IO – The interest rate – and therefore, the yield of Indonesia’s Government bonds – is still at a record high, far above the six countries of ASEAN (ASEAN-6). The Indonesian Government set a yield of 7.89% for a 10-year bond. Compare this to the Philippine Government, which only gave 3.5% yield, Vietnam 3.05%, Malaysia 2.87%, Thailand 1.18%, and Singapore 0.9%. In other words, Indonesia is the most “generous” country to money market investors.
The question is, “Is this fair?”
Based on credit ratings, which measure the risk of a country’s default on repayment of debt, the Indonesian Government does not carry the highest risk. According to Moody’s, the riskiest country – therefore, the one with the lowest credit rating – is Vietnam at BA3 (“speculative” grade investment). Indonesia and Philippines have the same credit rating of BA2 (medium). Thailand is rated slightly higher at BAA1 (medium), Malaysia is better at A3 (upper medium), with Singapore being the best at AAA –highest quality.
How come Vietnam, as the riskiest debt repayment country, gives a lower Bond yield than Indonesia? Why does the Philippines, the one with the same credit risk as Indonesia, give a lower Bond yield than Indonesia? Logically, the riskier a country is, the more investors must be compensated with by a higher yield. Why does this not apply to Indonesia’s yield against Vietnam and the Philippines?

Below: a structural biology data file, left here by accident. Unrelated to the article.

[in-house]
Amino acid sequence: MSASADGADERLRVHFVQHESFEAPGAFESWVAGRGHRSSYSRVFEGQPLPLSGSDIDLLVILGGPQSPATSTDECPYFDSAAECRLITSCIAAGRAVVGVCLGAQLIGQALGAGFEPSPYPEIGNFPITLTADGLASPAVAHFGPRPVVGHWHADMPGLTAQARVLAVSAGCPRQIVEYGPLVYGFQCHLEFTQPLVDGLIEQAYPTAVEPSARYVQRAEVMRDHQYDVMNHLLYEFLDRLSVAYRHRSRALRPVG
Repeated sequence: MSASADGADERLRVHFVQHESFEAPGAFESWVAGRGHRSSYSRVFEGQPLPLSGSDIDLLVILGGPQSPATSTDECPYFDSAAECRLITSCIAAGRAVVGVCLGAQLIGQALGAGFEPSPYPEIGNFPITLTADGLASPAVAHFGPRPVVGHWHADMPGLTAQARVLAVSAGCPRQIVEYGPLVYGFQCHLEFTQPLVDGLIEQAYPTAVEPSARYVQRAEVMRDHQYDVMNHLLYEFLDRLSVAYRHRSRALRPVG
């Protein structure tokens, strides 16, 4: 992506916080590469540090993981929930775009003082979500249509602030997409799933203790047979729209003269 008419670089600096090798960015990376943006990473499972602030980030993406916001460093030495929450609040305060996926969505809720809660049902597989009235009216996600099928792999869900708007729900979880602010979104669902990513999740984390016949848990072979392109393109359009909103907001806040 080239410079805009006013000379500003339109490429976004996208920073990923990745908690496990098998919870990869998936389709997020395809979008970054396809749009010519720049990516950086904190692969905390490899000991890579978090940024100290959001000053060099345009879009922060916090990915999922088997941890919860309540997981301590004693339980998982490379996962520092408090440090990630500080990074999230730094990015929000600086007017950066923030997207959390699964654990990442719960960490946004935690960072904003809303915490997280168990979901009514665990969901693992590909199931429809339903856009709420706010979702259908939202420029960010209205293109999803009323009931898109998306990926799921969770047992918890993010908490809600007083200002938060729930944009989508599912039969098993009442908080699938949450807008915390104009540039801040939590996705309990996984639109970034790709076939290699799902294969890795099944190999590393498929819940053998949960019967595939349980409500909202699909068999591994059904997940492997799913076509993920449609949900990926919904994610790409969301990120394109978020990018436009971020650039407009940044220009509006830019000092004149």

The yield level of a Government Bond depends on the policy set by the Central Bank of the country. The Indonesian Ministry of Finance formulates the amount of the coupon (interest paid periodically once every 6 months or once a year) based on Bank Indonesia’s interest rate plus a fixed spread rate. Very well, let’s look at the Central Bank reference interest rate of each ASEAN-6 country. Is it so high?
Actually, no: Vietnam’s reference interest rate is 5%, Indonesia 4.5%, Philippine 2.75%, Malaysia 2.5%, Singapore 1.26%, and Thailand 0.75%. Yet two countries, Vietnam and Singapore, can afford to give a lower Bond yield than the Central Bank interest rate in each country.
What else shall we compare? GDP per capita? Indonesia’s GDP per capita in 2019 (USD 4,160.00) is higher than that of the Philippines (USD 3,400.00) and Vietnam (USD 2,185.00) – but lower than that of Thailand (USD 6,600.00), Malaysia USD 12,800.00), and Singapore (USD 63,879.00). If we just compare our situation with that of Vietnam and the Philippines, is it fair for a more prosperous country to provide a higher yield than that of less prosperous countries? This is absolutely illogical.
All important means of comparison – credit rating, central bank rate, and GDP per capita – show that the yield of Indonesia’s Government Bond is unfair compared to those of ASEAN-6 countries. Indonesia should have a lower Bond yield than Vietnam, and about equal to that of the Philippines. But in fact, Indonesia’s yield is a full 3%-4% higher than that of the two countries. Even a 1% difference in Bond calculation is huge: It may represent a loss of tens of trillions of Rupiah, which our children and grandchildren must bear for decades ahead.
In view of such a huge loss potential, it would be natural if people ask: “Is there a moral hazard here?” “Is the Government “flirting” with investment managers?” “Are there ‘kickbacks’ for policy makers in the Indonesian Government behind the high level of Government Bond yield?”
Only our law enforcement officers can unearth the answer to these questions.